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Story Tweedie-YatesJun 24, 2024 7:32:58 PM15 min read

A Brief History of Signature-Based Threat Detection in Cloud Security

What are Signatures as they Relate to Security Threats?

Signature-based threat detection has been a central figure in cyber security from the start. But a brief history of signature-based threat detection across endpoint and network security also shows that the limitations of signature-based methods have consistently led practitioners and vendors to eventually pivot toward behavioral methods. As a result, signature-based detection has often been redundant in favor of behavioral threat detection. 

Today, signature-based detection is the de-facto method of detection and response for cloud and cloud-native environments. What might the history of signature-based threat detection tell us about the future of signature-based approaches and the evolution toward behavioral detection and response in the cloud?


Key Dates

What is signature-based threat detection?

History of Signatures in Endpoint Detection Methods

Where signature-based detection began: anti-virus software

Anti-virus to Endpoint Protection Platform (EPP)

From Endpoint Protection Platform (EPP) to Endpoint Detection & Response (EDR)

History of Signatures in Network Security



Why is Cloud Security Still Reliant on Signature-Based Threat Detection?

History of Signatures in Cloud Security

Factor 1: Is Behavioral Detection Available for Cloud and Cloud Native Environments?

Factor 2: Cloud Security Attacks

Factor 3: Are Signatures Practical to Use in the Cloud?

It’s Time for the Signature to Behavioral Transition to Happen in Cloud Security


Key Dates:

  • 1987: First commercial anti-virus solutions like VirusScan and Anti4us were released.
  • 1998: Snort, a signature-based open-source IDS/IPS, was launched.
  • Late 1990s: Malware exhibited polymorphism and the amount of malware was exploding.
  • 2003: Gartner coined the term "Next Generation Firewall" (NGFW).
  • 2006: Gartner predicted IDS/IPS integration. 
  • 2008: Palo Alto Networks launched its category-defining NGFW.
  • 2010: FireEye created the first network sandboxing capability for malware detection.
  • 2012: Crowdstrike launched with a signatureless, cloud-based threat intelligence module and a detection and response module.
    • 2013: Gartner coined the term "Endpoint Detection and Response" (EDR). Cisco acquired Sourcefire, integrating its IDS/IPS technology into its NGFW.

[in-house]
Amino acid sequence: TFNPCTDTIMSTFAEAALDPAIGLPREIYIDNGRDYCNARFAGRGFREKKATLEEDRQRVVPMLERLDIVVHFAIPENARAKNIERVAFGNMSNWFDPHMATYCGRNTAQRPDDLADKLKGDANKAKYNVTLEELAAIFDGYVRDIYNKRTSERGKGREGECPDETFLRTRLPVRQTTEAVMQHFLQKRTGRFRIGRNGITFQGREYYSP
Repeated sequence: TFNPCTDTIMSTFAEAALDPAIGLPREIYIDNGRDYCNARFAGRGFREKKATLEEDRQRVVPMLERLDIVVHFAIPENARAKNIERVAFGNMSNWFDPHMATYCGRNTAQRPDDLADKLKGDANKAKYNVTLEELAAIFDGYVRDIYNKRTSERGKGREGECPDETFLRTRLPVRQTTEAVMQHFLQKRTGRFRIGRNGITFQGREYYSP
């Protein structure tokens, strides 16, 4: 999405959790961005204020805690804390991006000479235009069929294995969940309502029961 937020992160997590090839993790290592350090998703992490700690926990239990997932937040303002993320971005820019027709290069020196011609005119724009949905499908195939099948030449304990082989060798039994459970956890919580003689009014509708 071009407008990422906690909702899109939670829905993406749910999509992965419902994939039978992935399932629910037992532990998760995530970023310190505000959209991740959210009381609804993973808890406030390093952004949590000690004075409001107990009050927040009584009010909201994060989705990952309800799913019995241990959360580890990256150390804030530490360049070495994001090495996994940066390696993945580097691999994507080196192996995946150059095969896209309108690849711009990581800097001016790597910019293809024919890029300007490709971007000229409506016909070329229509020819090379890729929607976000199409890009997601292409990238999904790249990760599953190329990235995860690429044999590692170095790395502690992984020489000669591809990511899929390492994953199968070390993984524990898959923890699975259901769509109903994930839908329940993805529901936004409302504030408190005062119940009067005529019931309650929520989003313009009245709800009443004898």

• 2016: Falco, a signature-based open-source runtime protection tool, was launched. Crowdstrike introduced its Machine Learning engine, emphasizing non-reliance on signatures.
  • 2017: The release of the EDR Magic Quadrant from Gartner marked the shift from signature-based to behavioral detection.
  • 2023: Gartner predicted that 95% of new applications would use cloud-native technologies like containers and Kubernetes.
  • 2024: RAD Security launched a new standard for cloud-native workload fingerprints, enabling behavioral detection in cloud environments.



What is signature-based threat detection?

Signatures have been called many things over the years, including ‘heuristics’ and ‘rules’. The bottom line is that signature-based detection relies on matching. This could mean matching a bit of a known attack, like an IP address or a file. Or it could mean matching a piece of code to known viruses or malware. At the end of the day, signature-based detection tries to match current traffic, behavior or activity to a list of ‘known malicious components.’

Signatures everywhere!

Since the inception of IT Security to today, signature-based detection has made a significant mark. Starting with anti-virus software, and then evolving to IPS/IDS as the internet took hold, the signature-based detection method has been widely adopted across multiple fields of security, including network security, endpoint security, and now the burgeoning field of cloud security. 


History of Signatures in Endpoint Detection Methods

Perhaps unfairly, signatures are best known (and also most underappreciated) for their role in endpoint security technology, starting with the anti-virus in the 1980s. 

Where signature-based detection began: anti-virus software

The world’s first commercial anti-virus software was released by GDATA in 1987 for Atari ST computers, the same year that McAfee was founded and came out with its first product, VirusScan. 

In 1987, two other anti-virus solutions came out, FluShot Plus (gotta love that name!) and Anti4us. Although anti-virus solutions probably have the strongest association with signature-based methods, these solutions found limits to the signature-based methodology. Anti4us and FluShot Plus both purported to detect based on partial ‘heuristics’ comparisons to detect novel attacks. 

While the heuristics method was much more prone to false positives, it could supposedly catch novel viruses based only on fragments of known viruses, getting around a critical limitation of signatures.


Anti-virus to Endpoint Protection Platform (EPP)